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Young’s other lasting memory centered on the tension involving Muslims in the months that followed.

“Certain people were targeted,” he said. “There was a lot of hatred going around, a lot of misunderstanding about why it happened. A lot of anger.”

For Olsen, it’s hard to believe 10 years have passed since he returned home early from his Staten Island middle school and heard his mother, Joanne, say that dad was going downtown to the fire.

Andy Olsen almost certainly would have been in harm’s way, but he was promoted to lieutenant on Sept. 8, 2001. He began the week at officer’s training in Queens. After the call went out for all hands to get to the towers, he had to go get his gear and fight the chaos on the way to the fire. The towers came down before he arrived.

“Ultimately that kind of saved his life,” Olsen said.

The Olsen family wasn’t always sure of his safety, though. Andy didn’t contact his wife and kids for 30 hours after he reported to the scene.

“I don’t want to seem super dramatic and say we were fearing the worst, but that was always in our mind,” Eric said. “We were trying to stay positive.”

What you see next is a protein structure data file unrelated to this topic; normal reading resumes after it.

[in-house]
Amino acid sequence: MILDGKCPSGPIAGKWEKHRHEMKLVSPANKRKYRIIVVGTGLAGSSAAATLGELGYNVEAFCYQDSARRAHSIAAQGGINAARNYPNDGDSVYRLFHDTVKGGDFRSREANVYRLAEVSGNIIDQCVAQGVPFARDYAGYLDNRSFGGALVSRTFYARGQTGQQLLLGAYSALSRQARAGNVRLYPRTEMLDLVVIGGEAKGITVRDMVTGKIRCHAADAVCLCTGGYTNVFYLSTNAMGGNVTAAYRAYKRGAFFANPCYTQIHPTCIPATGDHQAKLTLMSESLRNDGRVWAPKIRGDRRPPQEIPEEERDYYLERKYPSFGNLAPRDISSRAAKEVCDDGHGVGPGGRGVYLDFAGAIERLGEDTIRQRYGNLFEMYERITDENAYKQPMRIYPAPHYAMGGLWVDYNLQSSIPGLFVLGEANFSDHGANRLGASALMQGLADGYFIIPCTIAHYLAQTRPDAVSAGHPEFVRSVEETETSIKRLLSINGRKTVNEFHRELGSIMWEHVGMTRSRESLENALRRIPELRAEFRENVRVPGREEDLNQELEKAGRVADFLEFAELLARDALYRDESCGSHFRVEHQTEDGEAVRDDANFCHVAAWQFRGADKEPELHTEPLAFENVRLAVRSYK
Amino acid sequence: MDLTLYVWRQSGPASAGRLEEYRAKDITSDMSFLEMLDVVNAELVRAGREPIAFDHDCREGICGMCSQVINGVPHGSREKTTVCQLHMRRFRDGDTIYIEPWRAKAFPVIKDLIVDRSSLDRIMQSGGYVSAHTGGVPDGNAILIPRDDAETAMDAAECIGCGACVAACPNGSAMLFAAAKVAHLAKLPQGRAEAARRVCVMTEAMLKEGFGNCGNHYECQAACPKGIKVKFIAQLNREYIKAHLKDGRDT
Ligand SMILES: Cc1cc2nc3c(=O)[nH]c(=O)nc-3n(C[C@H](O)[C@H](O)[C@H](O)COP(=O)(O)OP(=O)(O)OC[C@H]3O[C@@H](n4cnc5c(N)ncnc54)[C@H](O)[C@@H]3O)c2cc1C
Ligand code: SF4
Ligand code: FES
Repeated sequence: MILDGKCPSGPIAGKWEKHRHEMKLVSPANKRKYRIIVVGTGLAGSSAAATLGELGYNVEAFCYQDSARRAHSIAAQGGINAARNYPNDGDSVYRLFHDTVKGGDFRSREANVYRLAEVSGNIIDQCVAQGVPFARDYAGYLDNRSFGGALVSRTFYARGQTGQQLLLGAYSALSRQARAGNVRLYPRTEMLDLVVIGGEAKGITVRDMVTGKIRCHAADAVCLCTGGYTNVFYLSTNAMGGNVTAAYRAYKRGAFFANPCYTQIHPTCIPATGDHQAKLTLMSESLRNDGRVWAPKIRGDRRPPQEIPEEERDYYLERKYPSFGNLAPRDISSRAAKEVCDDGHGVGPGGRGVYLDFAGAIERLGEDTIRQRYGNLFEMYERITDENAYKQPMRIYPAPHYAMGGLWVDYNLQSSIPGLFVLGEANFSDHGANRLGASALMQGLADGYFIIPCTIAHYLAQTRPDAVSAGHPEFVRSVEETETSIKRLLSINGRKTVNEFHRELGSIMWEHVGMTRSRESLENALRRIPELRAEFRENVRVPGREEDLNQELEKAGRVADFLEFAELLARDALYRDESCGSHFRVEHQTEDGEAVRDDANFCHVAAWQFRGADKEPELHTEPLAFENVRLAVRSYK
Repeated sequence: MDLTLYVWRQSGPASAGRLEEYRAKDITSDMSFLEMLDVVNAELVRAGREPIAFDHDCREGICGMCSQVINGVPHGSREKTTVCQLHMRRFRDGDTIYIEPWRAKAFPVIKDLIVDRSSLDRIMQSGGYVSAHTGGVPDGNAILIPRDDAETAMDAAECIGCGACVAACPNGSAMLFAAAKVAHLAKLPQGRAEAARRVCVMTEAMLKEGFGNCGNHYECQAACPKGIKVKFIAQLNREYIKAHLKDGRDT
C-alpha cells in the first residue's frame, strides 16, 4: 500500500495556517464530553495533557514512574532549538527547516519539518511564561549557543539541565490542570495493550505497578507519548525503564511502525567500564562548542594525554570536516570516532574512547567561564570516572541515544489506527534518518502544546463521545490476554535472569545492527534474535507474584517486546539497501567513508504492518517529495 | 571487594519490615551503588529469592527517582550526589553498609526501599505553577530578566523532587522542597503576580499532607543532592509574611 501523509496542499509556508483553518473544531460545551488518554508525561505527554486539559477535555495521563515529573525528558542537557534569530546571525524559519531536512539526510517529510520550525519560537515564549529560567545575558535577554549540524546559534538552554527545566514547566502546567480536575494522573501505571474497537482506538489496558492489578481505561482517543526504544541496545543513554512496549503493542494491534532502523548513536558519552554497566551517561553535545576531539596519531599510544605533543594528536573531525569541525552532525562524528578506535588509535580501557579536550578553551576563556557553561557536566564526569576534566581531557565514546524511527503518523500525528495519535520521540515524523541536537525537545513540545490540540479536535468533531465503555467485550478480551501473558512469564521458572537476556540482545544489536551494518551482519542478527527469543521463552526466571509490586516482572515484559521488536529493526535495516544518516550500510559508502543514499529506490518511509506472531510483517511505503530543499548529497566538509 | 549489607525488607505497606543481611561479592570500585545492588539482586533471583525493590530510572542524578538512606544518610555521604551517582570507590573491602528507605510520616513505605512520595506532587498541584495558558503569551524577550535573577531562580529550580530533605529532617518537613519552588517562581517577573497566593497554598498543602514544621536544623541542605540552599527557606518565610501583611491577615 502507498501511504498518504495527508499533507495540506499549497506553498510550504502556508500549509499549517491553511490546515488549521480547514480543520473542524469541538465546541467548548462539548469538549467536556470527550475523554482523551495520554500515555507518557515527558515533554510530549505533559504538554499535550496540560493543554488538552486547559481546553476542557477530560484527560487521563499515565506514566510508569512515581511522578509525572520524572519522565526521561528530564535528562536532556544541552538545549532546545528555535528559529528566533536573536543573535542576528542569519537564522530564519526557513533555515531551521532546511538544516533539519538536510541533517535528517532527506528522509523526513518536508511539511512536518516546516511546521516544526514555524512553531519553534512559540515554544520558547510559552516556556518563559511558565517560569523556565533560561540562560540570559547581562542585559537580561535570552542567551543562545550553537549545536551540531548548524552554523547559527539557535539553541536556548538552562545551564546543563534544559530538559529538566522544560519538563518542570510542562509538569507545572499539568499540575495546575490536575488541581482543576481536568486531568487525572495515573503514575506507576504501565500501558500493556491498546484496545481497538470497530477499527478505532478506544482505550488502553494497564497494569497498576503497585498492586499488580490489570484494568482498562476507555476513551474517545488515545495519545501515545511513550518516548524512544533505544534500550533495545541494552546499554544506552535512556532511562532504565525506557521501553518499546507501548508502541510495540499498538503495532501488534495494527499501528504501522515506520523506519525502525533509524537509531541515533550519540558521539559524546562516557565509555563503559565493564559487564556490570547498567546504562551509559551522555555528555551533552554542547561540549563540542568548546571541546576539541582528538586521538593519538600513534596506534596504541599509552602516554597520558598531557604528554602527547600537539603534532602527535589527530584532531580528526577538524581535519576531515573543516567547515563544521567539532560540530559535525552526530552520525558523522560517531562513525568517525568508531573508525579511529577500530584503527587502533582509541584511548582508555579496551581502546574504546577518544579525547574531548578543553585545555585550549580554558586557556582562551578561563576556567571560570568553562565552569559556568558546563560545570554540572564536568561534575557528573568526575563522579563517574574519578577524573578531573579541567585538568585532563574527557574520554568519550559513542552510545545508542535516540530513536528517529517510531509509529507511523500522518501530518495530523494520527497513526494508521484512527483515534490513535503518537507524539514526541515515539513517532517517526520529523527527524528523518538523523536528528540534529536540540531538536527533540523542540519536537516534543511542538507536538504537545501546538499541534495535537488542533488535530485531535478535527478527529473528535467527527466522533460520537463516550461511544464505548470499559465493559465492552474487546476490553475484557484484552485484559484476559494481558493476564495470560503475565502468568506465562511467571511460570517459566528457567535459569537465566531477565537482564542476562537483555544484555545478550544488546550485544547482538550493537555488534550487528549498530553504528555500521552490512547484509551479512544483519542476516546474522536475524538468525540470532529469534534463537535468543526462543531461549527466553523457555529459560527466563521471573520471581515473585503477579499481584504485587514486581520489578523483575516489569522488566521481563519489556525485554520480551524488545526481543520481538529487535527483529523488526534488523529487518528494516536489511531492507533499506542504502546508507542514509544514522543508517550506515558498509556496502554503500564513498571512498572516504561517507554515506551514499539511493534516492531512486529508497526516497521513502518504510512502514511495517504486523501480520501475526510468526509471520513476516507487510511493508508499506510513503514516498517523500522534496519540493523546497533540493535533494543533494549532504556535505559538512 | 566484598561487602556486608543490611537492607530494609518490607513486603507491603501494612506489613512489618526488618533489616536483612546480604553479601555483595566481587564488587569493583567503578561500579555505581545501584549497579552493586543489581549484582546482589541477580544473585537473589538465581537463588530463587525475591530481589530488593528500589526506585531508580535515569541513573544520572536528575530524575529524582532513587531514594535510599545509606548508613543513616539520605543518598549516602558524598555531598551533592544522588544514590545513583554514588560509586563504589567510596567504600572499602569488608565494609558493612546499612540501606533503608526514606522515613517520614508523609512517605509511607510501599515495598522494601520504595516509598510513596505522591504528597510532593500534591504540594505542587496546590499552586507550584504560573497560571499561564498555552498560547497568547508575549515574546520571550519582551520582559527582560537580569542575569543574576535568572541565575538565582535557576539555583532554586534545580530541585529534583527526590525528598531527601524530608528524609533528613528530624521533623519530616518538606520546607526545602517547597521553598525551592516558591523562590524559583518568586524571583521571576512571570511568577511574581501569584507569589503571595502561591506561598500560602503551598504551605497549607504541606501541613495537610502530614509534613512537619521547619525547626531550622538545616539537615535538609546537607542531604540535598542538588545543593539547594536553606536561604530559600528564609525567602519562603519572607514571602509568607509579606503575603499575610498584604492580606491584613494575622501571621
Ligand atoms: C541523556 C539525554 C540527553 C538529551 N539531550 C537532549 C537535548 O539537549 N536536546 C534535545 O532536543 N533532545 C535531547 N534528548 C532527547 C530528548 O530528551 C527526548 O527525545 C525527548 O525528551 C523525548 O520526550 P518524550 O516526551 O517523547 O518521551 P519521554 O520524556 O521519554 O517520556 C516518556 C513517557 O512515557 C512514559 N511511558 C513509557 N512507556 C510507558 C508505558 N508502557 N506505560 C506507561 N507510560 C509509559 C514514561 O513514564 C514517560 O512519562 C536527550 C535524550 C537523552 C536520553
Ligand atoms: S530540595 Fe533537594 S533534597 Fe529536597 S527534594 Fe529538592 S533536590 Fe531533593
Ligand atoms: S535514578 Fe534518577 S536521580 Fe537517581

When Andy did come home, he was deeply affected. He had witnessed the gruesome manifestation of hatred. Co-workers and friends with whom he played softball were gone.

In the weeks after the attacks, he attended more than 50 funerals.

“He had survivor’s guilt for a little while — why did he get to survive?” Olsen said. “These guys have sons just like he does. It’s such similar families. To see that kind of thing happen was crazy.”

The pain caused by the attacks has lost its sharp edge over time. Not that Eric Olsen wants to completely forget.

It’s part of who he is and where he came from.

“When I bring friends that it’s their first time in New York, I say, ‘Listen when I tell you that these buildings used to be double the size of all these buildings down here,’” he said. “They were so big.”